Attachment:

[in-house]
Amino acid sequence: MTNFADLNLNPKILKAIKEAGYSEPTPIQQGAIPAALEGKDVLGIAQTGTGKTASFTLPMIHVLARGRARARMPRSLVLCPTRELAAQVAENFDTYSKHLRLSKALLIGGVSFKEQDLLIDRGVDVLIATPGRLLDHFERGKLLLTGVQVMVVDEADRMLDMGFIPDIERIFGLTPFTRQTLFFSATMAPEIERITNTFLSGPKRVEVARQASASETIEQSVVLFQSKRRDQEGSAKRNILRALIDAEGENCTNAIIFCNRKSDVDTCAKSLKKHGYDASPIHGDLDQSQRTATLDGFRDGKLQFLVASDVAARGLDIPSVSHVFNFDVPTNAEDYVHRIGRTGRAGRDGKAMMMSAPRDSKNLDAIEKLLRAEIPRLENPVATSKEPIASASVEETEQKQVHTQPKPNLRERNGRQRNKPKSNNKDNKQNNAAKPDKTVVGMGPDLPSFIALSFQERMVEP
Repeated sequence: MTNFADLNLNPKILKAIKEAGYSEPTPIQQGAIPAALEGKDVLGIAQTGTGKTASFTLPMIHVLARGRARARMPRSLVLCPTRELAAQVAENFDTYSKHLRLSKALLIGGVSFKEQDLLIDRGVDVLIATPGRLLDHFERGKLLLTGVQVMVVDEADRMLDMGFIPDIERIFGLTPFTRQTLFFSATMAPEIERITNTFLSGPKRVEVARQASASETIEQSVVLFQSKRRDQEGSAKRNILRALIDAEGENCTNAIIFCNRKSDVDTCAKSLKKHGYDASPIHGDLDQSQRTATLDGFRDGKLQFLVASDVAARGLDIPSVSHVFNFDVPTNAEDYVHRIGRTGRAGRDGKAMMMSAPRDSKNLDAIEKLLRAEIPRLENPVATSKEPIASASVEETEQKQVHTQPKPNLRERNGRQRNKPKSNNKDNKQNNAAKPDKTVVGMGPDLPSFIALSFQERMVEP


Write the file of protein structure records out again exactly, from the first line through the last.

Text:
[in-house]
Amino acid sequence: MTNFADLNLNPKILKAIKEAGYSEPTPIQQGAIPAALEGKDVLGIAQTGTGKTASFTLPMIHVLARGRARARMPRSLVLCPTRELAAQVAENFDTYSKHLRLSKALLIGGVSFKEQDLLIDRGVDVLIATPGRLLDHFERGKLLLTGVQVMVVDEADRMLDMGFIPDIERIFGLTPFTRQTLFFSATMAPEIERITNTFLSGPKRVEVARQASASETIEQSVVLFQSKRRDQEGSAKRNILRALIDAEGENCTNAIIFCNRKSDVDTCAKSLKKHGYDASPIHGDLDQSQRTATLDGFRDGKLQFLVASDVAARGLDIPSVSHVFNFDVPTNAEDYVHRIGRTGRAGRDGKAMMMSAPRDSKNLDAIEKLLRAEIPRLENPVATSKEPIASASVEETEQKQVHTQPKPNLRERNGRQRNKPKSNNKDNKQNNAAKPDKTVVGMGPDLPSFIALSFQERMVEP
Repeated sequence: MTNFADLNLNPKILKAIKEAGYSEPTPIQQGAIPAALEGKDVLGIAQTGTGKTASFTLPMIHVLARGRARARMPRSLVLCPTRELAAQVAENFDTYSKHLRLSKALLIGGVSFKEQDLLIDRGVDVLIATPGRLLDHFERGKLLLTGVQVMVVDEADRMLDMGFIPDIERIFGLTPFTRQTLFFSATMAPEIERITNTFLSGPKRVEVARQASASETIEQSVVLFQSKRRDQEGSAKRNILRALIDAEGENCTNAIIFCNRKSDVDTCAKSLKKHGYDASPIHGDLDQSQRTATLDGFRDGKLQFLVASDVAARGLDIPSVSHVFNFDVPTNAEDYVHRIGRTGRAGRDGKAMMMSAPRDSKNLDAIEKLLRAEIPRLENPVATSKEPIASASVEETEQKQVHTQPKPNLRERNGRQRNKPKSNNKDNKQNNAAKPDKTVVGMGPDLPSFIALSFQERMVEP